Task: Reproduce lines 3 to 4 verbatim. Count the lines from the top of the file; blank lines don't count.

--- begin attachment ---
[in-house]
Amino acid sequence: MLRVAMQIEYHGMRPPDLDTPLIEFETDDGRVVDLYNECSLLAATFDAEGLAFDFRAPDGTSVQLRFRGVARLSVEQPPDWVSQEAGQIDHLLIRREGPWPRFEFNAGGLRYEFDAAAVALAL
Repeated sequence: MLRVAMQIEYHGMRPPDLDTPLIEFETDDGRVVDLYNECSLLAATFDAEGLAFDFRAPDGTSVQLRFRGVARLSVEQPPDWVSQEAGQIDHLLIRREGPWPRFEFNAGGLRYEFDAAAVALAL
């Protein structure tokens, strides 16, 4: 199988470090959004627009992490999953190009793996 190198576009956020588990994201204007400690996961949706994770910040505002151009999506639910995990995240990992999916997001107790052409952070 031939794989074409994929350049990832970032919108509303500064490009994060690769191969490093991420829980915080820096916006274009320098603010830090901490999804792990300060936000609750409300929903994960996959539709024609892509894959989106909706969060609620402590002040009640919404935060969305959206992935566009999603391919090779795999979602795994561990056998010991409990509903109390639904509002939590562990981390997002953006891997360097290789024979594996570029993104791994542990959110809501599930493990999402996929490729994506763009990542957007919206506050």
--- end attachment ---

Repeated sequence: MLRVAMQIEYHGMRPPDLDTPLIEFETDDGRVVDLYNECSLLAATFDAEGLAFDFRAPDGTSVQLRFRGVARLSVEQPPDWVSQEAGQIDHLLIRREGPWPRFEFNAGGLRYEFDAAAVALAL
């Protein structure tokens, strides 16, 4: 199988470090959004627009992490999953190009793996 190198576009956020588990994201204007400690996961949706994770910040505002151009999506639910995990995240990992999916997001107790052409952070 031939794989074409994929350049990832970032919108509303500064490009994060690769191969490093991420829980915080820096916006274009320098603010830090901490999804792990300060936000609750409300929903994960996959539709024609892509894959989106909706969060609620402590002040009640919404935060969305959206992935566009999603391919090779795999979602795994561990056998010991409990509903109390639904509002939590562990981390997002953006891997360097290789024979594996570029993104791994542990959110809501599930493990999402996929490729994506763009990542957007919206506050």